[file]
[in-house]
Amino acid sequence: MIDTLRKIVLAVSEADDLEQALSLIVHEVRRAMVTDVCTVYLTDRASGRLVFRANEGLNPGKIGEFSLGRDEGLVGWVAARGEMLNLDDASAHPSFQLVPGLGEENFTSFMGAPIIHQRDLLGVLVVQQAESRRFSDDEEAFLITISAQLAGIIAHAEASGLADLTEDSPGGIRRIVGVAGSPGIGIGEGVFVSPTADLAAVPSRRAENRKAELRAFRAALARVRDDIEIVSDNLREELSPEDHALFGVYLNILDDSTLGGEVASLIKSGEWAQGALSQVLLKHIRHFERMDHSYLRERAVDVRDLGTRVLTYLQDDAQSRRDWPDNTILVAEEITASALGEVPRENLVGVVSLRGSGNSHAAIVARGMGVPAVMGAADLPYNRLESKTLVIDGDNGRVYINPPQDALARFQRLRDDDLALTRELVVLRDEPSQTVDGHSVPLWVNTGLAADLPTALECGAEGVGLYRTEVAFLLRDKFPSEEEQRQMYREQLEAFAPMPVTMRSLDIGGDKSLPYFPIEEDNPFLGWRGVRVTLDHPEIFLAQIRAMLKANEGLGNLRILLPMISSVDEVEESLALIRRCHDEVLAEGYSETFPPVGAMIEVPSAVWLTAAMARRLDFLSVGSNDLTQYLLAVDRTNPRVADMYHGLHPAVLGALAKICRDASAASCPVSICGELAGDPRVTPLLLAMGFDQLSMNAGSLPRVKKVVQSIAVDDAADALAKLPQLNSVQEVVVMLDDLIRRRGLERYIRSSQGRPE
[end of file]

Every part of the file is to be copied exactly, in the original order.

[in-house]
Amino acid sequence: MIDTLRKIVLAVSEADDLEQALSLIVHEVRRAMVTDVCTVYLTDRASGRLVFRANEGLNPGKIGEFSLGRDEGLVGWVAARGEMLNLDDASAHPSFQLVPGLGEENFTSFMGAPIIHQRDLLGVLVVQQAESRRFSDDEEAFLITISAQLAGIIAHAEASGLADLTEDSPGGIRRIVGVAGSPGIGIGEGVFVSPTADLAAVPSRRAENRKAELRAFRAALARVRDDIEIVSDNLREELSPEDHALFGVYLNILDDSTLGGEVASLIKSGEWAQGALSQVLLKHIRHFERMDHSYLRERAVDVRDLGTRVLTYLQDDAQSRRDWPDNTILVAEEITASALGEVPRENLVGVVSLRGSGNSHAAIVARGMGVPAVMGAADLPYNRLESKTLVIDGDNGRVYINPPQDALARFQRLRDDDLALTRELVVLRDEPSQTVDGHSVPLWVNTGLAADLPTALECGAEGVGLYRTEVAFLLRDKFPSEEEQRQMYREQLEAFAPMPVTMRSLDIGGDKSLPYFPIEEDNPFLGWRGVRVTLDHPEIFLAQIRAMLKANEGLGNLRILLPMISSVDEVEESLALIRRCHDEVLAEGYSETFPPVGAMIEVPSAVWLTAAMARRLDFLSVGSNDLTQYLLAVDRTNPRVADMYHGLHPAVLGALAKICRDASAASCPVSICGELAGDPRVTPLLLAMGFDQLSMNAGSLPRVKKVVQSIAVDDAADALAKLPQLNSVQEVVVMLDDLIRRRGLERYIRSSQGRPE